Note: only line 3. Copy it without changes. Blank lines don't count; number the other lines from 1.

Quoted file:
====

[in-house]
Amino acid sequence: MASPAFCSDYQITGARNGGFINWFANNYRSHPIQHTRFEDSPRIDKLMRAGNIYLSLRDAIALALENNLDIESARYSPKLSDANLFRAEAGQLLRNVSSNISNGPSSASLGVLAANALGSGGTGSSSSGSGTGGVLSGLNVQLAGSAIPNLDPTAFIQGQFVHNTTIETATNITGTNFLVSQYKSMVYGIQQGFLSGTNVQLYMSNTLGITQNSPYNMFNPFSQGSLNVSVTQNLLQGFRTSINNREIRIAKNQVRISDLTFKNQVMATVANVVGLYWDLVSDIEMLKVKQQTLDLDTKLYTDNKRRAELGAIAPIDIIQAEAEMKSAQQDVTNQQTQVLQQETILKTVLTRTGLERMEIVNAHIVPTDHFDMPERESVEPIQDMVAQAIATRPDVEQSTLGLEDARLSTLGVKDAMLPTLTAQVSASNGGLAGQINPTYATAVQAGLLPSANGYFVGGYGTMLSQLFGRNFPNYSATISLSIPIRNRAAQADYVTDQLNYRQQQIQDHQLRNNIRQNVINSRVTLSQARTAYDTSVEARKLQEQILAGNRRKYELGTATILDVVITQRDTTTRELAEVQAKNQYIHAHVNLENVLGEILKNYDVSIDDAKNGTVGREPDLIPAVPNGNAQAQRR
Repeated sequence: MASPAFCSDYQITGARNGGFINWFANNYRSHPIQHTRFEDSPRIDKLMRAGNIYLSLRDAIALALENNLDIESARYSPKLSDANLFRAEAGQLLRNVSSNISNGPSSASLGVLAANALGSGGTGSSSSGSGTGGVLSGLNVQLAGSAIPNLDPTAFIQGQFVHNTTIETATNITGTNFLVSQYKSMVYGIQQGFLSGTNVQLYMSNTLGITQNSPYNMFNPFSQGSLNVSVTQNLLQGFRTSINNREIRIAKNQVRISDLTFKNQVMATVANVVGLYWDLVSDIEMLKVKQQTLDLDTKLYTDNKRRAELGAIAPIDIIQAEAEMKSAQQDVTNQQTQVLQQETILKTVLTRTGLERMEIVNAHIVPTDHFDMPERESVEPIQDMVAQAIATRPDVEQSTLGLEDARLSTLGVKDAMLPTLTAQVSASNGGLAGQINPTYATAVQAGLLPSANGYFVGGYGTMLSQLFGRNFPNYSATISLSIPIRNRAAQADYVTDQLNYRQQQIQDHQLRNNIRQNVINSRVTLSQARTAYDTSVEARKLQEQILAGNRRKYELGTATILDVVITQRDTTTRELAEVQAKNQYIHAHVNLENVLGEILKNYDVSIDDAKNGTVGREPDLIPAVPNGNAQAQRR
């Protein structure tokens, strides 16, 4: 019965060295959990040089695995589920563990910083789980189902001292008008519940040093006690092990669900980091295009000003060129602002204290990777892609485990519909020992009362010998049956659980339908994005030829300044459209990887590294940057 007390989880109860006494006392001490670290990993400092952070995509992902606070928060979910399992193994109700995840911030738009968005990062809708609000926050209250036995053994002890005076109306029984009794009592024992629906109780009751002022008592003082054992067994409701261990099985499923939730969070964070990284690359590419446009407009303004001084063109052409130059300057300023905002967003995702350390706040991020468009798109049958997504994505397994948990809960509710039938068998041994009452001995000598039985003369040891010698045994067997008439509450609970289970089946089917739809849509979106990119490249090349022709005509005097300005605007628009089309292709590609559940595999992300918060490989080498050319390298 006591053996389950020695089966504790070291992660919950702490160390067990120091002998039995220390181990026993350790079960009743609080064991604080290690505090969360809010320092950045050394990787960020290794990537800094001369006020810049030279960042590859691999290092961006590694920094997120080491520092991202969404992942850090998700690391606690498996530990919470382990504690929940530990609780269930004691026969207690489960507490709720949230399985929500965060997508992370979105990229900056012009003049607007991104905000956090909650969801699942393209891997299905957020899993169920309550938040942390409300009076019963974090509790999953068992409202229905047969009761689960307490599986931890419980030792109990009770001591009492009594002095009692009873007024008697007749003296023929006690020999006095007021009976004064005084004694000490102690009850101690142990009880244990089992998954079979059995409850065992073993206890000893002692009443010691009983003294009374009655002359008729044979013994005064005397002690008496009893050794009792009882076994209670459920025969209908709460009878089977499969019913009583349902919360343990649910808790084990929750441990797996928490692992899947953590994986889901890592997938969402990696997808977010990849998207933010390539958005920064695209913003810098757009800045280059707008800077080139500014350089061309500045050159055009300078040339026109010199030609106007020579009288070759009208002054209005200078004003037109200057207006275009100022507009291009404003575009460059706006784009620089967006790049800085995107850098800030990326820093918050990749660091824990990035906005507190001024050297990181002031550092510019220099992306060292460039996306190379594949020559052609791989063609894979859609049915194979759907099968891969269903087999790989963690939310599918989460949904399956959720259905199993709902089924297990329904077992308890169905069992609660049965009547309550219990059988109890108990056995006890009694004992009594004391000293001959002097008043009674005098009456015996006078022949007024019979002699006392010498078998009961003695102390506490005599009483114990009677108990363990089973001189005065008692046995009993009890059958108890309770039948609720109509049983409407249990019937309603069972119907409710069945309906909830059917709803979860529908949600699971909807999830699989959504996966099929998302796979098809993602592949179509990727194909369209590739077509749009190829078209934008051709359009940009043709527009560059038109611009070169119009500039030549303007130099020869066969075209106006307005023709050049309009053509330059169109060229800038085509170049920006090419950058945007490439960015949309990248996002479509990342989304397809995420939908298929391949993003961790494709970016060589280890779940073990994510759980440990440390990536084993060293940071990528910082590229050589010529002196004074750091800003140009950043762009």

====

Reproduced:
Repeated sequence: MASPAFCSDYQITGARNGGFINWFANNYRSHPIQHTRFEDSPRIDKLMRAGNIYLSLRDAIALALENNLDIESARYSPKLSDANLFRAEAGQLLRNVSSNISNGPSSASLGVLAANALGSGGTGSSSSGSGTGGVLSGLNVQLAGSAIPNLDPTAFIQGQFVHNTTIETATNITGTNFLVSQYKSMVYGIQQGFLSGTNVQLYMSNTLGITQNSPYNMFNPFSQGSLNVSVTQNLLQGFRTSINNREIRIAKNQVRISDLTFKNQVMATVANVVGLYWDLVSDIEMLKVKQQTLDLDTKLYTDNKRRAELGAIAPIDIIQAEAEMKSAQQDVTNQQTQVLQQETILKTVLTRTGLERMEIVNAHIVPTDHFDMPERESVEPIQDMVAQAIATRPDVEQSTLGLEDARLSTLGVKDAMLPTLTAQVSASNGGLAGQINPTYATAVQAGLLPSANGYFVGGYGTMLSQLFGRNFPNYSATISLSIPIRNRAAQADYVTDQLNYRQQQIQDHQLRNNIRQNVINSRVTLSQARTAYDTSVEARKLQEQILAGNRRKYELGTATILDVVITQRDTTTRELAEVQAKNQYIHAHVNLENVLGEILKNYDVSIDDAKNGTVGREPDLIPAVPNGNAQAQRR